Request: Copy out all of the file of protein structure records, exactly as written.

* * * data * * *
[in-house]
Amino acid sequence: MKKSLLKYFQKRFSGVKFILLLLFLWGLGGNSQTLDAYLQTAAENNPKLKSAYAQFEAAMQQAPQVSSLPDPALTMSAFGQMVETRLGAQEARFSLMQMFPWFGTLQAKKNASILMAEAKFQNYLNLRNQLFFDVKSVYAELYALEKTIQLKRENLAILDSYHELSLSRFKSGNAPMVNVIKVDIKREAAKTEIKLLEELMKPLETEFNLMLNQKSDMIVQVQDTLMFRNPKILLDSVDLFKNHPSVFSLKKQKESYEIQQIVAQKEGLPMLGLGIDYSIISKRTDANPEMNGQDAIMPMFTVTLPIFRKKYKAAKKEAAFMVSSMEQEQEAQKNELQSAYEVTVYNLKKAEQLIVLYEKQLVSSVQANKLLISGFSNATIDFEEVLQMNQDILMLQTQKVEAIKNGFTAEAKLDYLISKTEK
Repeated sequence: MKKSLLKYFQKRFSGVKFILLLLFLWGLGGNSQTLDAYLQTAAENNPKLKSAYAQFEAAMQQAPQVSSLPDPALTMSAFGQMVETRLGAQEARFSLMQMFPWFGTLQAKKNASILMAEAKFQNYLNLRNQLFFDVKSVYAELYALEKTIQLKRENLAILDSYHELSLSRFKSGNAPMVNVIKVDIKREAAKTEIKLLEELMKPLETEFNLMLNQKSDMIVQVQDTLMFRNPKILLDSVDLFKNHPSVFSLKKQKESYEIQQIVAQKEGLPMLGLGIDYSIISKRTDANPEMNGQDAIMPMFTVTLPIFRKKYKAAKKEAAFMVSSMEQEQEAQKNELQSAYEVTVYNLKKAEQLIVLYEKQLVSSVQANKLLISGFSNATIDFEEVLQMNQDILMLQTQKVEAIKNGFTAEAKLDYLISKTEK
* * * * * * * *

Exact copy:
[in-house]
Amino acid sequence: MKKSLLKYFQKRFSGVKFILLLLFLWGLGGNSQTLDAYLQTAAENNPKLKSAYAQFEAAMQQAPQVSSLPDPALTMSAFGQMVETRLGAQEARFSLMQMFPWFGTLQAKKNASILMAEAKFQNYLNLRNQLFFDVKSVYAELYALEKTIQLKRENLAILDSYHELSLSRFKSGNAPMVNVIKVDIKREAAKTEIKLLEELMKPLETEFNLMLNQKSDMIVQVQDTLMFRNPKILLDSVDLFKNHPSVFSLKKQKESYEIQQIVAQKEGLPMLGLGIDYSIISKRTDANPEMNGQDAIMPMFTVTLPIFRKKYKAAKKEAAFMVSSMEQEQEAQKNELQSAYEVTVYNLKKAEQLIVLYEKQLVSSVQANKLLISGFSNATIDFEEVLQMNQDILMLQTQKVEAIKNGFTAEAKLDYLISKTEK
Repeated sequence: MKKSLLKYFQKRFSGVKFILLLLFLWGLGGNSQTLDAYLQTAAENNPKLKSAYAQFEAAMQQAPQVSSLPDPALTMSAFGQMVETRLGAQEARFSLMQMFPWFGTLQAKKNASILMAEAKFQNYLNLRNQLFFDVKSVYAELYALEKTIQLKRENLAILDSYHELSLSRFKSGNAPMVNVIKVDIKREAAKTEIKLLEELMKPLETEFNLMLNQKSDMIVQVQDTLMFRNPKILLDSVDLFKNHPSVFSLKKQKESYEIQQIVAQKEGLPMLGLGIDYSIISKRTDANPEMNGQDAIMPMFTVTLPIFRKKYKAAKKEAAFMVSSMEQEQEAQKNELQSAYEVTVYNLKKAEQLIVLYEKQLVSSVQANKLLISGFSNATIDFEEVLQMNQDILMLQTQKVEAIKNGFTAEAKLDYLISKTEK